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Guatemala (part 3): visiting the German embassy

By on Tuesday June 12th, 2018

Prior to my trip I got several vaccinations. One of those was against Hepatitis A and B as recommended for travels in these regions. It’s necessary to refresh this vaccination after 6 months and this was already overdue when I was in Mexico. But despite waiting for several weeks in Puerto Escondido it was not able to get this there and so I decided to check with the consulate in Guatemala, which was my next destination back then, whether they could help with finding a doctor and getting the vaccine there. I received a list with suggested doctors in Guatemala City and an invitation from the consul to visit him in the German embassy when it would fit into my schedule. Of course I gratefully accepted this invite.

In the end I also didn’t succeed to get my vaccination in Guatemala, but that was not to blame on the consul. I’ve received it later on my journey, but I will probable write about that in one of my future reports. So, I actually don’t need to visit Guatemala City for medical purposes. In addition it’s also not the tourist hotspot and going there by bike is something many people I met along the road advised me not to do. So I decide to experience the ride with one of the suicidal chicken busses. I think that somehow rounds up a proper travel experience in Central America. In Guatemala there are not many official bus stops like we have them in Germany. You simply have to know their routes and then you wave at one when it approaches you. So, one day after I returned from my Acatenango hike I step into one of these former US school busses with tired legs and a queasy feeling. More and more people enter the bus while we wind through almost all cobble stone streets available in Antigua. Most passengers cross themselves several times when they enter, which makes perfect sense when you ever witnessed these busses rush past you.

In Guatemala City I have to use two more metro lines to reach the embassy. I’m the only tourist I can spot in the tube and since I’m constantly checking with the metro map and my phone to not miss the proper stop to change I’m also easy to identify as a stranger. An older couple is very helpful and walks almost the entire way between two stations where I need to change. Other than what I know from home, you sometimes have to walk several blocks to jump from one line to another. Finally I reach the embassy safely.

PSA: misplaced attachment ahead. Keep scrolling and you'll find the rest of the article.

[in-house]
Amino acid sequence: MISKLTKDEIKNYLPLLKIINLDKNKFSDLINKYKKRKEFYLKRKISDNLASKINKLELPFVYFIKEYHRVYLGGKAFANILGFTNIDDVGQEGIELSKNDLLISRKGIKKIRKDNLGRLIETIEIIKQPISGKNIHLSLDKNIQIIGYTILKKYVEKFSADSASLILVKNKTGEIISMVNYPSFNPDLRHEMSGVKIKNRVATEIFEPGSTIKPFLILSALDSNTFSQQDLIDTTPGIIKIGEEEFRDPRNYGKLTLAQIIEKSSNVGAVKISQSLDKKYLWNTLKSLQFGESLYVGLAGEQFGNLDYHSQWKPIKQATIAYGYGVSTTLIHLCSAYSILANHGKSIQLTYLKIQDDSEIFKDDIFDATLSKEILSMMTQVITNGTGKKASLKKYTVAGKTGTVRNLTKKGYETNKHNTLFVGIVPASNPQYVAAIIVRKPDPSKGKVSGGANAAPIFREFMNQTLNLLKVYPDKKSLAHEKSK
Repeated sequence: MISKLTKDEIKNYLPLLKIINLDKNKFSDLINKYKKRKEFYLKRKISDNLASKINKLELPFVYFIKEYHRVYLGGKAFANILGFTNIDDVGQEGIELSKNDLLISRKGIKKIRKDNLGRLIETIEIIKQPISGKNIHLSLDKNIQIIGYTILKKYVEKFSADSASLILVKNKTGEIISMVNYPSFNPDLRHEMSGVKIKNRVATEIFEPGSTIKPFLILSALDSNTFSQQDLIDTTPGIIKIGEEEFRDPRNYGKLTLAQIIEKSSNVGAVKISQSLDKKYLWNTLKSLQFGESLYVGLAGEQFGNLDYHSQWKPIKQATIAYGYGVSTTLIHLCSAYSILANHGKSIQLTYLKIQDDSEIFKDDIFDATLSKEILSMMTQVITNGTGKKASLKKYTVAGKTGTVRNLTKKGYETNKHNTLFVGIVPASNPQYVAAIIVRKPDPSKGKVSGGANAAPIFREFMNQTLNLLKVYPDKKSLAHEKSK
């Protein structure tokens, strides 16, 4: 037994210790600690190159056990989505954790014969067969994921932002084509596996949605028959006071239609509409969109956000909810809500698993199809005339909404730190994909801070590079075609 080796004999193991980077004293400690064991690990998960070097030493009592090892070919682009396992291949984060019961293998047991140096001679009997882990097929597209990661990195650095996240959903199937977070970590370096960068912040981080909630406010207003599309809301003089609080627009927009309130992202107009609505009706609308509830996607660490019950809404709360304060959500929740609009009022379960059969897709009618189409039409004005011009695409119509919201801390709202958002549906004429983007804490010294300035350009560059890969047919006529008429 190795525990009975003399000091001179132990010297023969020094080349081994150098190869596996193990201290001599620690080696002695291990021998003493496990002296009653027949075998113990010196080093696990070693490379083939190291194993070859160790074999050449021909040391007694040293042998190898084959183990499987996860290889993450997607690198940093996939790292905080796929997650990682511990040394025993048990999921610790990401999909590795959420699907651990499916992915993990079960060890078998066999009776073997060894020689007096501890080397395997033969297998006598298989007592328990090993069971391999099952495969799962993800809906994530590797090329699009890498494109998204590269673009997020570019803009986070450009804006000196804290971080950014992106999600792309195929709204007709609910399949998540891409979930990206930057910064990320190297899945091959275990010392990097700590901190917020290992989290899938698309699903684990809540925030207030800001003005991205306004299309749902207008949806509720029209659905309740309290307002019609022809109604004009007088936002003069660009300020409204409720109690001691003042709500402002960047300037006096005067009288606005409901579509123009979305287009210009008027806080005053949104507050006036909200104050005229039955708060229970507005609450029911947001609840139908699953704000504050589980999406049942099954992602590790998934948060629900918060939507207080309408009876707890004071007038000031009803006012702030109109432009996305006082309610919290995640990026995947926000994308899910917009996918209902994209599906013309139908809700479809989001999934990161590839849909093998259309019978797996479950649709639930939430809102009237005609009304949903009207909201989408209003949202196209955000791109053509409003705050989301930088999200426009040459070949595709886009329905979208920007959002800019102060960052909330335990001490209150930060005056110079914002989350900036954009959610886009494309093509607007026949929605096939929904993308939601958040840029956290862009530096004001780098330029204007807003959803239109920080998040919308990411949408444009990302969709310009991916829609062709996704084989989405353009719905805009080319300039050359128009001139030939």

Before entering the embassy I have to convince a Guatemalan security officer to let me through. Which is difficult with my still limited Spanish, but I finally manage to pass the gate keeper. I have to lockup my phone and then I can walk through the security gate also known from airports. From here on I can continue in German. The officer at the reception guides me to the consul’s secretary. She informs me, that the consul is unfortunately ill that day but his deputy and someone from the media department were expecting me. I was not prepared for that and I’m especially concerned regarding my outfit if I would make it on an official press photo. My clothes look already a bit worn down after 8 months of traveling.
But the consul’s deputy calms me down, saying my appearance is absolutely fine for a world traveling cyclist like me. So, we take a photo in front of the flags of Guatemala, Germany and the EU. And since the consul’s deputy is from Berlin, which is my home for more than 8 years now, we also take a picture in front of the berlin bear statue which will installed on the plaza de Berlin in the near future.

In total I spend almost two hours in the embassy and enjoy talking to someone in German for a longer time. I learn a lot about the life and duties of a consul or his deputies and of course I also tell a lot about my travels, my experiences on road so far and what my plans look like. We also discuss the current situation in Nicaragua. At the time of my visit the turmoil in that country had just started. He has some general security advise to me and suggests to get in contact with the consulate there directly. Actually I could visit all consulates in the countries I ride through. The idea to invite myself to all German consuls along the way down to Argentina feels a bit obtrusive to me. It’s not that extraordinary what I’m doing to justify bothering all German consuls I could possible meet. But I definitely enjoyed visiting this consulate. Even though I was not successful with my attempt to refresh my vaccination I consider it a worthful trip to Guatemala’s capital. I do a quick stop in the old town before I take one of the last chicken busses leaving to Antigua.

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